Opinion  

The chancellor’s next steps need to be carefully planned and costed

Katharine Arthur

Katharine Arthur

After the chaos resulting from the previous chancellor’s disastrous "mini" Budget, the government has fallen on its sword and it seems we are almost back to square one. 

Nearly all tax-cutting measures – hailed to be the answer to the cost of living crisis – have been revoked and the UK has now been left in a holding pen, awaiting what will happen next.

We must now hope that Rishi Sunak, our new prime minister, will not throw things yet further into disarray.  

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Ironically, measures brought in to ease the burden on businesses and individuals, as well as the stated aim of simplifying the tax code, have caused more confusion and complexity than ever at a time when the country is calling out for stability and reassurance.

What happens now is anyone’s guess, but knee-jerk reactions to reverse poorly thought-out measures are clearly not the answer, and the chancellor’s next steps in his fiscal statement on October 31 (assuming it still happens) need to be carefully planned and costed to restore some kind of order.

Confusion does not breed confidence  

It is unsurprising that businesses and individuals will be feeling blindsided, in the wake of multiple Budget U-turns with little warning. Such drastic tax changes (and their reversals) have no doubt made it difficult to plan ahead.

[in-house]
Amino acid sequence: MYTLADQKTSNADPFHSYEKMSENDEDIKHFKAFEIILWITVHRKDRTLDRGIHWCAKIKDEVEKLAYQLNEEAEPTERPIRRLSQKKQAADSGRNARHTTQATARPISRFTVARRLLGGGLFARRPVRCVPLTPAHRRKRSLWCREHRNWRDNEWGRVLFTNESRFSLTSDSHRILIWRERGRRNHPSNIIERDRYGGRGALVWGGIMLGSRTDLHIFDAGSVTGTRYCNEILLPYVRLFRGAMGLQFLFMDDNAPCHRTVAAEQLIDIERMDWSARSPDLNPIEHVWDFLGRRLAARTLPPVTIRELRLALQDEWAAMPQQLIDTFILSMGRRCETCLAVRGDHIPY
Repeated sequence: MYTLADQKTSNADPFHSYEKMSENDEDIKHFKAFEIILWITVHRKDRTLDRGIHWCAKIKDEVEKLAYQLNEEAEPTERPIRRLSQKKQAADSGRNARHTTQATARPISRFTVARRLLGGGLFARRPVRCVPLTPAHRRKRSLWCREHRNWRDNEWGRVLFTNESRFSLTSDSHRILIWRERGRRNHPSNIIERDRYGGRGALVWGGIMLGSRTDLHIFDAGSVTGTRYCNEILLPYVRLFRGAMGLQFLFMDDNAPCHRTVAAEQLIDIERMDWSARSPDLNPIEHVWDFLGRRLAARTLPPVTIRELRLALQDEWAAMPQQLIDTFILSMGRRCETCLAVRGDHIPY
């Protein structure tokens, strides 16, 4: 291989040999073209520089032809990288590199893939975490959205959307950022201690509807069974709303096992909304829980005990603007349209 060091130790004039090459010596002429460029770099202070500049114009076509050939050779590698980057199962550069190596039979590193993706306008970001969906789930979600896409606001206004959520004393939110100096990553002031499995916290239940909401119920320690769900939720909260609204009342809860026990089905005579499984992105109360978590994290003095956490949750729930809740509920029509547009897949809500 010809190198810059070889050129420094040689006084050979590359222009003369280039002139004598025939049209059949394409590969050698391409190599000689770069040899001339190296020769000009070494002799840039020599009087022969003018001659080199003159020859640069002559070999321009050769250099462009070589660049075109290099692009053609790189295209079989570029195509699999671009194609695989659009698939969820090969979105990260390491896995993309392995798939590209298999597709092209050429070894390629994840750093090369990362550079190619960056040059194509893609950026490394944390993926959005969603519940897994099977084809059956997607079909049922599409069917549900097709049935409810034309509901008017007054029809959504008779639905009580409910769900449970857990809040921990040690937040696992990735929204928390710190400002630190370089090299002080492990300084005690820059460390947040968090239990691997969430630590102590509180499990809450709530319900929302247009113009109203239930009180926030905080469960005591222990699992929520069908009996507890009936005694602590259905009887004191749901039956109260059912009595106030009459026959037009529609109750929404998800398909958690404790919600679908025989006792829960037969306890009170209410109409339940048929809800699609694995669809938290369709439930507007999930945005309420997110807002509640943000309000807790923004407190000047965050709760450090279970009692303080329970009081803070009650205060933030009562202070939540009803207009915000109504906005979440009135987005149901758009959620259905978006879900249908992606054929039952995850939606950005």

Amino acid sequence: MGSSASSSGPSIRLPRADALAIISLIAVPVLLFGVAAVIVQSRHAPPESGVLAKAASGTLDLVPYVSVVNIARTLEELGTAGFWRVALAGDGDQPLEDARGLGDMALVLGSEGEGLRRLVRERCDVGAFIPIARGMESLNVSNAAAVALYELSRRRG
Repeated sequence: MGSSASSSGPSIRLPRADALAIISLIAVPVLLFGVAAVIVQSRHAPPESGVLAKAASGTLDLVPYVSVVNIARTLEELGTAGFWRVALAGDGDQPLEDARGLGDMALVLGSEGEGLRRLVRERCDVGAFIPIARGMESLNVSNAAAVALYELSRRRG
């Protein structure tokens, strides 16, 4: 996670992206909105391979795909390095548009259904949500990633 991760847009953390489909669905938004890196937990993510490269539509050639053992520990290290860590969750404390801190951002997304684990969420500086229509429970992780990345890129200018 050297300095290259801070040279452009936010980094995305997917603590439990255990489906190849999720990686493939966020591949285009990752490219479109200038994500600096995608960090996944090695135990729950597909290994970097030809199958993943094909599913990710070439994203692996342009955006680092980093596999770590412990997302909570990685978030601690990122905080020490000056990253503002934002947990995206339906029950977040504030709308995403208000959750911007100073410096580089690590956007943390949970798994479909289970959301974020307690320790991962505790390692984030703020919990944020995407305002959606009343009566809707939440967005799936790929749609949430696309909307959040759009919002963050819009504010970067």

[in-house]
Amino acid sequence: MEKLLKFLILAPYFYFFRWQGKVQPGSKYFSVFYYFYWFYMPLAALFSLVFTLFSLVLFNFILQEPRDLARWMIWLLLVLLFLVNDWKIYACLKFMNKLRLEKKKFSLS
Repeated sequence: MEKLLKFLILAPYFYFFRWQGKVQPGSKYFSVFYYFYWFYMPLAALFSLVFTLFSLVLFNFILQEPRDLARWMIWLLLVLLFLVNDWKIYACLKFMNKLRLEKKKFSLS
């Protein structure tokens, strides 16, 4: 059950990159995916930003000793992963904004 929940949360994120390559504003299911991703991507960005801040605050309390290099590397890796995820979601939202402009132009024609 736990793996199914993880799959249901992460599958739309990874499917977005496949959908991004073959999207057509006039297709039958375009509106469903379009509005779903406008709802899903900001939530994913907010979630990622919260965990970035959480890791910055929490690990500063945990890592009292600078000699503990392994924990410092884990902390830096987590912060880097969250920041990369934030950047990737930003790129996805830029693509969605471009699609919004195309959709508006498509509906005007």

Many businesses and individuals, who may have had plans foiled amid the U-turns, have likely lost confidence in planning for the future – especially over the next few weeks ahead of another big announcement.

Not only this, but financial advisers are no doubt struggling to give tax advice in the absence of any clarity – for example, we have given the same client different advice three times this month alone.

A proof point on the damage from uncertainty has been in the markets, with lack of confidence from investors in the UK and the pound creating further chaos.

And with a lack of any Office for Budget Responsibility forecasts until this point, it is no wonder investors, markets, clients and businesses are increasingly uncertain on what the future will hold.

While markets and the pound are admittedly rallying, not all can be fixed by going back on bad decisions, and clients will likely be impacted for some time.

What damage has been done?

Leaving the damage to political credibility aside, the cost of borrowing has increased, and those paying mortgages or thinking about getting on the property ladder may have had to delay their plans as a result.

And it is not only younger people who are affected; those with private pensions may now be revisiting plans to retire, given the real-terms cuts to their value.  

The impact on those with public pensions remains to be seen, but if a decision is taken to remove the pensions triple lock it will impact individuals by an estimated £400 a year – not a decision that should be taken lightly.